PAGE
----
NEW YORK (PIX11) — Over the last twelve and a half years, relatives of September 11th victims and survivors have forced the city and the country to confront a myriad of complicated issues relating to the Lower Manhattan memorial site.
Graffiti physically etched on to the bronze plates featuring every victim’s name presents yet another situation that is anything but cut and dry.
It’s a point not lost on Brooklyn resident Bernard Marrazzo, who was at the World Trade Center the day of the attacks.
“It’s very difficult if it’s a loved one that does that to blame that. But obviously, it’s a memorial. So it’s kind of like, I really don’t know how to answer, because what do you do legally? I mean, this person lost a loved one, and wants to show their affection and continued love for that person that passed away. But technically they’re still breaking the law.”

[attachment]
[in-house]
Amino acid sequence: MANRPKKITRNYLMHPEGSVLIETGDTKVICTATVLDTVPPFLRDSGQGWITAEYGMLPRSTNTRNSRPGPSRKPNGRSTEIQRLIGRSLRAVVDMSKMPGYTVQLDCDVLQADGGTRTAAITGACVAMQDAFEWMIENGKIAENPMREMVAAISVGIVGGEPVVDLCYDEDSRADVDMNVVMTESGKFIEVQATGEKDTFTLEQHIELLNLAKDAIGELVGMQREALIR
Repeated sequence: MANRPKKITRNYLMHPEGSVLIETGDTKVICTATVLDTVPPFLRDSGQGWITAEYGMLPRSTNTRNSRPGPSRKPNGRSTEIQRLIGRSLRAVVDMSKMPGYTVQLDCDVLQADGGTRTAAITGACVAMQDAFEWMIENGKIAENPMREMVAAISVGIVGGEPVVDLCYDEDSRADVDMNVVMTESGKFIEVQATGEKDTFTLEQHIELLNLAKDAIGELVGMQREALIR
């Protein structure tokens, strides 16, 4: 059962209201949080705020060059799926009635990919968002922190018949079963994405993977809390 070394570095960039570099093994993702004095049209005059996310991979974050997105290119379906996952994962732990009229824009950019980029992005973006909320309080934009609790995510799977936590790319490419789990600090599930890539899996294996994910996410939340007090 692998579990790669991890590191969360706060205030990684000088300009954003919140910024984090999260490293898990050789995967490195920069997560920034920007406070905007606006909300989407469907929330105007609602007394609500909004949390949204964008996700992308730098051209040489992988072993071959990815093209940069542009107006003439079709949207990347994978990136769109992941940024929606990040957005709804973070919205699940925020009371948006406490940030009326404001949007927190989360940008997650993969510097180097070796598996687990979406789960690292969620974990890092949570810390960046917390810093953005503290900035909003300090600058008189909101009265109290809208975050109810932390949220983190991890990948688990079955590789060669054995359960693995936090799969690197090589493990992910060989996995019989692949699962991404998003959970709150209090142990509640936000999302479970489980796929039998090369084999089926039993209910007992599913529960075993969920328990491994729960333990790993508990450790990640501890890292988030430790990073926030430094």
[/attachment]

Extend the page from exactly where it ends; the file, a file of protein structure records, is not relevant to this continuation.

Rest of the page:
Memorial spokesman Michael Frazier tells PIX11 staff members have indeed discovered scratches on the bronze panels.
The messages are personal and heartfelt, left by loved ones.
But Frazier goes on to say, “Our staff works very hard to address them immediately. The panels are cared for by hand and with a deep sense of responsibility and sensitivity by our dedicated staff.”
The Port Authority is reportedly also aware of the graffiti, but because of the context in which it was left, is also reportedly in no rush to take advantage of the surveillance video here and try to prosecute a mourning vandal.
But Joe Donohue, who was also here that day, says violators despite their good intentions, should know better.
“It shouldn’t be marked up by anybody. I can understand people can have feelings about it. But people shouldn’t be etching any graffiti on it. I think people should leave it as is. It’s built in testimony to the deceased,” said Donohue.
Like we said in the beginning of this story, there are no easy answers.
John Feal, who lost half of his foot while removing debris from the World Trade Center Site, says one solution involves bringing in the federal government to run the memorial.
“If the federal government stepped in, or the parks department took over, a lot of these issues would be resolved. Again you’re never gonna make everyone happy because these are such sensitive topics. If there were federal oversight, there would be no graffiti,” said Feal.